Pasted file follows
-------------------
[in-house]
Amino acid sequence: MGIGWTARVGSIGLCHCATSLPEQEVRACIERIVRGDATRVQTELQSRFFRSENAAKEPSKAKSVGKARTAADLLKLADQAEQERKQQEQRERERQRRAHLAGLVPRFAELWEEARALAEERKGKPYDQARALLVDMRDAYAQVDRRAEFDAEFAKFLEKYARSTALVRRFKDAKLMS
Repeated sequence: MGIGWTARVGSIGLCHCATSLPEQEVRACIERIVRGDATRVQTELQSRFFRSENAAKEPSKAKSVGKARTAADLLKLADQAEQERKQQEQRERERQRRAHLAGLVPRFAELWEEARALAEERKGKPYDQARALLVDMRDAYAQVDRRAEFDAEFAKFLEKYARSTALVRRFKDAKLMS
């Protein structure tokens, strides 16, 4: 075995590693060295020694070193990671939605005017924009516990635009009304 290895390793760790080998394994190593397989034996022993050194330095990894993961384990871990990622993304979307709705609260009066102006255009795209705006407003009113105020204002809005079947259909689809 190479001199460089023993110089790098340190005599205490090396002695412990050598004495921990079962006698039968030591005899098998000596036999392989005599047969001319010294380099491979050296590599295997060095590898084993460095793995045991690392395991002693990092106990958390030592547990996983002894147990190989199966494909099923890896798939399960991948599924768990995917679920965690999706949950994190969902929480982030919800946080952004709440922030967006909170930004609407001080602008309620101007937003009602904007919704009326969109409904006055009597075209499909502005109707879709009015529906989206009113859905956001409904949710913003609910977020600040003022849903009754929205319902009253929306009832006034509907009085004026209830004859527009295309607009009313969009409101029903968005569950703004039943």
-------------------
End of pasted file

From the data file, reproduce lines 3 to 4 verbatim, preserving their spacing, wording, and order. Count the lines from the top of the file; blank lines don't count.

Repeated sequence: MGIGWTARVGSIGLCHCATSLPEQEVRACIERIVRGDATRVQTELQSRFFRSENAAKEPSKAKSVGKARTAADLLKLADQAEQERKQQEQRERERQRRAHLAGLVPRFAELWEEARALAEERKGKPYDQARALLVDMRDAYAQVDRRAEFDAEFAKFLEKYARSTALVRRFKDAKLMS
């Protein structure tokens, strides 16, 4: 075995590693060295020694070193990671939605005017924009516990635009009304 290895390793760790080998394994190593397989034996022993050194330095990894993961384990871990990622993304979307709705609260009066102006255009795209705006407003009113105020204002809005079947259909689809 190479001199460089023993110089790098340190005599205490090396002695412990050598004495921990079962006698039968030591005899098998000596036999392989005599047969001319010294380099491979050296590599295997060095590898084993460095793995045991690392395991002693990092106990958390030592547990996983002894147990190989199966494909099923890896798939399960991948599924768990995917679920965690999706949950994190969902929480982030919800946080952004709440922030967006909170930004609407001080602008309620101007937003009602904007919704009326969109409904006055009597075209499909502005109707879709009015529906989206009113859905956001409904949710913003609910977020600040003022849903009754929205319902009253929306009832006034509907009085004026209830004859527009295309607009009313969009409101029903968005569950703004039943």